Arts and Entertainment

The barnyard is full of fun with WCT’s ‘Charlotte’s Web’

Lily Simpson as Fern, Liam Sherman as Wilbur and Kent Junge in the role of Mr. Zuckerman are some of the main characters in Whidbey Children
Lily Simpson as Fern, Liam Sherman as Wilbur and Kent Junge in the role of Mr. Zuckerman are some of the main characters in Whidbey Children's Theater's production of 'Charlotte's Web' opening this week in Langley.
— image credit: Patricia Duff / The Record

Imagine a pig who can talk and a spider who can spell.

You may have heard of these two famously ingenious creatures, the stars in author E.B. White’s well-loved story “Charlotte’s Web.”

Wilbur, an unsuspecting pig, moves to the Zuckerman Farm where he learns the true meaning of friendship from a wise gray spider named Charlotte.

When it becomes apparent that Wilbur is being well fed for a reason, Charlotte and Wilbur are determined to foil Mr. Zuckerman’s plans to send Wilbur to the slaughterhouse.

With the help of Charlotte and her “terrific” webs, a no-nonsense rat named Templeton and other barnyard friends, Wilbur becomes the prize-winning pig of the county fair and the most famous pig ever.

Whidbey Children’s Theater in Langley welcomes this barnyard full of friendly animals when it opens the stage production “Charlotte’s Web” for a two-weekend run beginning Friday, April 17.

The two-act play, based on White’s book, features a large cast of adult, teen and youth actors and is directed by WCT founder Martha Murphy, who also appears in the production.

In an open letter to fans, White talked about what inspired his fantastical tale of a pig who talks and the spider who tries to save him from the jaws of death.

“I like animals and my barn is a very pleasant place to be, at all hours,” White wrote.

“One day when I was on my way to feed the pig,

I began feeling sorry for the pig because, like most pigs, he was doomed to die. This made me sad. So I started thinking of ways to save a pig’s life. I had been watching a big grey spider at her work and was impressed

by how clever she was at weaving.

“Gradually I worked the spider into the story that you know; a story of friendship and salvation on a farm. ”

“Charlotte’s Web,” published in 1952, remains one of the best-loved children’s fiction books of all time. With its messages of loyalty and non-discriminatory friendships, the characters of White’s story remind all of us of the power of love and truth to move mountains.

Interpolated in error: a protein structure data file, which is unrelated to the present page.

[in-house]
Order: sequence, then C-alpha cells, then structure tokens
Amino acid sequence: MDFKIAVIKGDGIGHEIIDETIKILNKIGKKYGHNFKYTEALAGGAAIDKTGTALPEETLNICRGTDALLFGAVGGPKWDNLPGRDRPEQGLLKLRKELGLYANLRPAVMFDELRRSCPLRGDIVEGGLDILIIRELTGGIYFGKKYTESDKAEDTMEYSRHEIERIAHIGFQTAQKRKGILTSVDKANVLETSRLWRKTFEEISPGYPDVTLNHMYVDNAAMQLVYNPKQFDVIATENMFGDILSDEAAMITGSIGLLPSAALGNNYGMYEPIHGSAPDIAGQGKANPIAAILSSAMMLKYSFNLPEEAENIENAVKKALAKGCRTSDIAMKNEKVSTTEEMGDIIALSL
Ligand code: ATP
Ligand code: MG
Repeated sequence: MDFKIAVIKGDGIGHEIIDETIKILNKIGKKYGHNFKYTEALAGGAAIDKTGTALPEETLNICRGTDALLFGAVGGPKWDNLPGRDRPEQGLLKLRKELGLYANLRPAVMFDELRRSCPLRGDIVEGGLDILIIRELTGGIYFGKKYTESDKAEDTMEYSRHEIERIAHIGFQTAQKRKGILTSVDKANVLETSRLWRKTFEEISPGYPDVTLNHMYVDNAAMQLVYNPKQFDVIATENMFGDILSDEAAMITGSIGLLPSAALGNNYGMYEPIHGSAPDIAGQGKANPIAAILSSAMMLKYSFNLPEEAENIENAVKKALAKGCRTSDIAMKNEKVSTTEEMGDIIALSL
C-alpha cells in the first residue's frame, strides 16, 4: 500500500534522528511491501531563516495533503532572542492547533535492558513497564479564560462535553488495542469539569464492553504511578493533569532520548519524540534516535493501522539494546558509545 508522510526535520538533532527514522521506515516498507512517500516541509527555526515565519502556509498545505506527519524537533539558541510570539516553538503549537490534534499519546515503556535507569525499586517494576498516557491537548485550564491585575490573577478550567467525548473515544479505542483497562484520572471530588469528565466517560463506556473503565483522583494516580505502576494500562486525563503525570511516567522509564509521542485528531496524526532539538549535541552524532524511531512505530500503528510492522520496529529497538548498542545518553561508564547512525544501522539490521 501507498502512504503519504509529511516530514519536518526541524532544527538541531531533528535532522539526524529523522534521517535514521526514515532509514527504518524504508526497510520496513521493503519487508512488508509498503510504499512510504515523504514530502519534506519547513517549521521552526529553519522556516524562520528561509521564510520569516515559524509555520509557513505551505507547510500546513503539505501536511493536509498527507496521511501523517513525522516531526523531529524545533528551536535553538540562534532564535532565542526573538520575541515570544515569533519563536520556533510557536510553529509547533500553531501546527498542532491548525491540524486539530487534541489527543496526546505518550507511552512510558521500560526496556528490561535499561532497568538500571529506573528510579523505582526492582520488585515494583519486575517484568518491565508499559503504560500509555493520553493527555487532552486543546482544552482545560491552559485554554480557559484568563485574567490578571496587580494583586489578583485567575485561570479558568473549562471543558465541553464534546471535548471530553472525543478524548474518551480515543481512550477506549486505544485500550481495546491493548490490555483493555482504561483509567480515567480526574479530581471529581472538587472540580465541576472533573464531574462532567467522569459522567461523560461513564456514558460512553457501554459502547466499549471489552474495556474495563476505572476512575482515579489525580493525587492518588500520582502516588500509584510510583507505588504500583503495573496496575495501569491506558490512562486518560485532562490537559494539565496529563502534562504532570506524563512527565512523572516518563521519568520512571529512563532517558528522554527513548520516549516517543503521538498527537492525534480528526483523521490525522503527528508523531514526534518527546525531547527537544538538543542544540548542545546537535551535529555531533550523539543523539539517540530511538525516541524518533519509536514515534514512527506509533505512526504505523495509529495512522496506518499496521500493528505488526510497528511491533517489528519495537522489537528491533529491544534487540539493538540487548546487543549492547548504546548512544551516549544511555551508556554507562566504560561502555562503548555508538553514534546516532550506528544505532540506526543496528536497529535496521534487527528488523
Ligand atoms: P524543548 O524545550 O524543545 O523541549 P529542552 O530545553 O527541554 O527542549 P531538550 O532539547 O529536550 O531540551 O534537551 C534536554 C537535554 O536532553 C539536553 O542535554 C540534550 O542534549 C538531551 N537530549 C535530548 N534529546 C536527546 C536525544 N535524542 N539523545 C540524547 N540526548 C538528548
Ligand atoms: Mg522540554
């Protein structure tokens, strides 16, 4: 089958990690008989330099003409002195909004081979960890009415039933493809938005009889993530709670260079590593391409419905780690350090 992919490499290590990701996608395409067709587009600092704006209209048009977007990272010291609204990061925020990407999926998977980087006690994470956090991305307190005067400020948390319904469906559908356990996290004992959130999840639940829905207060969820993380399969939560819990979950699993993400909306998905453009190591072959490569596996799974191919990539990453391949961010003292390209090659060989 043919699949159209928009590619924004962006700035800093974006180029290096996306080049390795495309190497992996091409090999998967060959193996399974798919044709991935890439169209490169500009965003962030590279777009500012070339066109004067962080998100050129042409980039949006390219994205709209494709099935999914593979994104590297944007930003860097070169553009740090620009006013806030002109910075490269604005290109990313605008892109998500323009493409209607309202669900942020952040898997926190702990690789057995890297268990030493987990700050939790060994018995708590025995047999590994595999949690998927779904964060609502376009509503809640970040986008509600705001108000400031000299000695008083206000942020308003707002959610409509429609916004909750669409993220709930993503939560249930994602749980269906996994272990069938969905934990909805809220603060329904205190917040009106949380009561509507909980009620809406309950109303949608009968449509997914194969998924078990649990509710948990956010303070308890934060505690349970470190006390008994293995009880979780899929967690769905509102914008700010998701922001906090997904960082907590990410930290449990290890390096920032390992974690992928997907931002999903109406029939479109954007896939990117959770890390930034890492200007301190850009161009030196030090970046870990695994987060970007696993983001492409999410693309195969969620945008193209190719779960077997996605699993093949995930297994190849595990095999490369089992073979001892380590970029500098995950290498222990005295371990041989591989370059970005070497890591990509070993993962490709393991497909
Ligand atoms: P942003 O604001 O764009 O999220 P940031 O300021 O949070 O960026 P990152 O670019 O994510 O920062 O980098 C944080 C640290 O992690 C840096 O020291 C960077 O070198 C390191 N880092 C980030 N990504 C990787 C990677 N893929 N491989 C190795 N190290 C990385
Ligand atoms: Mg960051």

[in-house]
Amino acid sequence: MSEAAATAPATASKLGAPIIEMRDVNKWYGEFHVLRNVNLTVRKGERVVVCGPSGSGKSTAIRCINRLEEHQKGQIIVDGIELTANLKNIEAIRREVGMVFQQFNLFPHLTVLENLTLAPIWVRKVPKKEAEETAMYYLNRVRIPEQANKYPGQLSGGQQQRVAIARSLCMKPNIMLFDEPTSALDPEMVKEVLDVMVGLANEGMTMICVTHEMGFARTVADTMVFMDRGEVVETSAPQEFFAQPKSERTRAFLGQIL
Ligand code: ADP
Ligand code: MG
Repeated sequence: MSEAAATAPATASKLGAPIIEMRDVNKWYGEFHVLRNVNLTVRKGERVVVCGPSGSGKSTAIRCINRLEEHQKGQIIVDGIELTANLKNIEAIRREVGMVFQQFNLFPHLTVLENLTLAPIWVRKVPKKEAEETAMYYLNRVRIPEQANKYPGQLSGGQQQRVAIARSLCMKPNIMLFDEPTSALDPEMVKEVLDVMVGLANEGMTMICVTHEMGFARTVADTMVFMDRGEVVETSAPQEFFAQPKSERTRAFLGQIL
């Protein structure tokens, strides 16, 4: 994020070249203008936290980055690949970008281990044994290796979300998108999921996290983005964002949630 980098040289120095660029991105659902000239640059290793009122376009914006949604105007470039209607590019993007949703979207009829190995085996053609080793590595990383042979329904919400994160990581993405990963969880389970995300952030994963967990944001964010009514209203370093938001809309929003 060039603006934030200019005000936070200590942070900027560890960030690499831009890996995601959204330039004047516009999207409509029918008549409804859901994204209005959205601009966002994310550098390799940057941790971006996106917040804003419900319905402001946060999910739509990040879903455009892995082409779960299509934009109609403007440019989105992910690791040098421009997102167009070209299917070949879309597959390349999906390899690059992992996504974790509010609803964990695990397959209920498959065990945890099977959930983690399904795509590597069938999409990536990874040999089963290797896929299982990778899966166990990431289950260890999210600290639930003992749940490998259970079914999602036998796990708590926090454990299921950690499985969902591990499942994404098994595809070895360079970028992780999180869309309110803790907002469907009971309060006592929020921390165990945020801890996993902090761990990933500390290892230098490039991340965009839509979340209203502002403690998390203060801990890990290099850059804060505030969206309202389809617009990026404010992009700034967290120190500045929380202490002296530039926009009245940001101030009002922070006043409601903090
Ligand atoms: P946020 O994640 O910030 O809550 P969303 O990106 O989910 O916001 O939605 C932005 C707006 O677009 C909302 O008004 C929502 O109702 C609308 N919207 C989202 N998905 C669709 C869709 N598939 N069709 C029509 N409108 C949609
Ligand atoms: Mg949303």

White, an avid animal lover, wrote to his young readers that real life is only one kind of life.

“There is also the life of the imagination. And although my stories are imaginary,

I like to think that there is some truth in them, too — truth about the way people and animals feel and think and act,” White said.

Producer Patricia Rohan said Murphy is the perfect director to carry out White’s vision of what children can do with their imaginations.

“I look forward to watching the kids pull it all together, see their audience and reach into themselves to find the voice of their character,” Rohan said.

“It always seems like magic, the way Martha encourages these kids to go way beyond what they thought they could ever do.”

In fact, Murphy has had practice. This production is somewhat of an anniversary celebration for WCT, as the theater founder and director Murphy mounted the play 10 years ago.

Adapted from the book by Joseph Robinette, the Whidbey Children’s Theater production revels in the lovable characters of “Charlotte’s Web” with its themes of friendship, adventure, passage of time and innocence forgotten. It is a show everyone can enjoy, no matter what age.

Colorful costumes, the set, props, lively music and special effects are just some of what to expect from WCT’s spring production.

“Charlotte’s Web” features two casts, one to perform on the WCT stage and one to take the show on the road.

The mainstage cast includes Lily Simpson, Jonas Anderson, Paul Dickerson, Kent Junge, Sara Saltee, Ethan Berkley, Liam Sherman, Jameson Cook, Sophie Frank, Iona Rohan, Shady Moody, Bailey DeRosiers, Chloe Rose Dickerson, Libby Hawkins, Molly Quade, Hannah Kennedy, Carli Newman, Annie Saltee, Nora Anastasi, Miranda Sherrell, Emma Anastasi, Skye Maguire, Mara Bush, Jack Sherrell, Liam Henny, Ari Rohan, Cerys Bishop, Chloe Hood, Rohan, Bob Waterman and Murphy.

Performances on the Whidbey Children’s Theater stage in Langley are at

7:30 p.m. April 17, 18, 24 and 25, and at 2 p.m. April 18, 19, 24, 25 and 26. Tickets are $12 for adults and $8 for students and seniors. Discount $7 seats are also available on selected dates; call WCT at 221-2282 for details.

In a completely new venture with the intent to connect with the island’s Oak Harbor theater, an additional performance with the traveling cast will be staged at 2 p.m. Saturday, May 2 at the Whidbey Playhouse.

The traveling cast includes Amelia Weeks, Arthur Condor,Richard Burdsal, Kent Junge, Melinda Mack, Ethan Berkley, Emma Lungren, Coel Cable, Jenny Zisette, Meaghan de Wolf, Alayna Benny, Brent de Wolf, Ethan Jovich, Mary Zisette, Hannah Jovich, Malou Payne, Alohi Elliot, Emma Gibson, Hannah Mack, Mackenna Kelly, Tori Forster, Jaime Rodden, Austin Drake, Jess Morrison, Jodi Forster, Rachael Arand, Sarafina Durr, Emily Anderson, Keith Mack and Murphy.

Call 360-679-2237 for North End info.

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